"To us, binging is really about consumer control. It’s not about someone telling you that you only get one hour a week, and we’re going to slowly parse out the story you’re enjoying 'Hold on! All scenes from next week. Tune in next Sunday at 8 o’clock!' It’s not about that. It’s about giving the control back to the consumer."
anderzole writes: The back and forth battle between Apple and the government over accessing an iPhone used by one of the San Bernardino shooters is becoming more contentious and layered by the day. Shortly after the DOJ filed a motion alleging that a) Apple’s stance on encryption was nothing more than a marketing gimmick and that b) creating the software solution the FBI wants would not be difficult.
Apple, however, quickly struck back in the court of public opinion. During a conference call with reporters, an Apple executive explained that the Apple ID associated with the shooter’s iPhone had been changed less than 24 hours after the shooting. As a result, any automatic iCloud backups were put on hold. For what it’s worth, the FBI maintains that the Apple ID was changed by an individual at the San Bernardino Health Department. That department's Twitter account, however, subsequently claimed that they reset the Apple ID at the FBI's behest.
Had the Apple ID not been changed, Apple later added, all of the information the FBI was seeking might have been present in the iCloud backups Apple already handed over to authorities. As it stands now, the FBI only has iCloud backups up until the week of October 19. All iCloud backups between that date and the December shooting remain unaccessible.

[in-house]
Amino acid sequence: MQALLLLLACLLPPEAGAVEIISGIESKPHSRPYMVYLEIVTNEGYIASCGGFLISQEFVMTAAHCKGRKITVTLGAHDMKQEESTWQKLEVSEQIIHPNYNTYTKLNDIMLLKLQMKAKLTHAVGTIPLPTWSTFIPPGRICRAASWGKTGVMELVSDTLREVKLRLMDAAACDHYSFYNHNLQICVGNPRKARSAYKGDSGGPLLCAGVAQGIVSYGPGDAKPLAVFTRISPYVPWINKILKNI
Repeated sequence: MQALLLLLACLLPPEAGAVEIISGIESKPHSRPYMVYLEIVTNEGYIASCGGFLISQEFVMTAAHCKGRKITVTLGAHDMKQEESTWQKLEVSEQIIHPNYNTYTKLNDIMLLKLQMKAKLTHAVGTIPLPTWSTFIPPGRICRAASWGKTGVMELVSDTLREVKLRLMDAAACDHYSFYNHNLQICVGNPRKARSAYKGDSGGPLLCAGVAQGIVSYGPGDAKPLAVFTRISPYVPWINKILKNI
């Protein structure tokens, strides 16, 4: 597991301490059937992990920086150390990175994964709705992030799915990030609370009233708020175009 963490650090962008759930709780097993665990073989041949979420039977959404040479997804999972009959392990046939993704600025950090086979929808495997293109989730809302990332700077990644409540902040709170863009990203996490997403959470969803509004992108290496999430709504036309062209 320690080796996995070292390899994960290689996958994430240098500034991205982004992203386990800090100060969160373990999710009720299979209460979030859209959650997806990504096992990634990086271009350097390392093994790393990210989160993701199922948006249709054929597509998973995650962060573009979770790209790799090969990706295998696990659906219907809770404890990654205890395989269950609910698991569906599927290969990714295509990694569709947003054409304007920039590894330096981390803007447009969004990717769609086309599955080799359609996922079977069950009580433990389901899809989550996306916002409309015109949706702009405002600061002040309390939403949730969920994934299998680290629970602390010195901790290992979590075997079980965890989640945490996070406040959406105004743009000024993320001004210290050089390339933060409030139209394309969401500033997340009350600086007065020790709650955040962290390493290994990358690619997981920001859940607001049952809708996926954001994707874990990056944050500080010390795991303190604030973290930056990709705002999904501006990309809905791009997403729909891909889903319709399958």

anderzole writes: Apple's refusal to help the FBI access the iPhone of one of the San Bernardino terrorists has people firmly divided into two camps. On one hand, many folks side with Apple, arguing that there are important ramifications pertaining to user privacy, encryption, and government intrusion at stake. On the other, there are also a lot of people who are flabbergasted by Apple's adamant refusal to help the FBI, claiming that this is a special circumstance where lives could potentially be at stake.
Clearly falling into the latter group is Presidential candidate Donald Trump. In the wake of Tim Cook's letter articulating why Apple has issues with the FBI's iPhone hacking request, Donald Trump didn't mince words.
In an interview on Fox and Friends earlier this week, Trump exclaimed: "To think that Apple won't allow us to get into her cellphone? Who do they think they are?"
On Friday, Trump then took to Twitter where he said that people should boycott Apple products.
The first tweet reads: "I use both iPhone & Samsung. If Apple doesn't give info to authorities on the terrorists I'll only be using Samsung until they give info."
Only problem is that Trump (or perhaps one of his aides) sent out the tweet from an iPhone!
Following that up, Trump then sent out the following tweet: "Boycott all Apple products until such time as Apple gives cellphone info to authorities regarding radical Islamic terrorist couple from Cal."
anderzole writes: German Klimenko, who was recently appointed to be Vladimir Putin's special advisor on all Internet related matters, already has some big ideas about how Russia should adjust its dealings with companies like Apple, Microsoft and Google.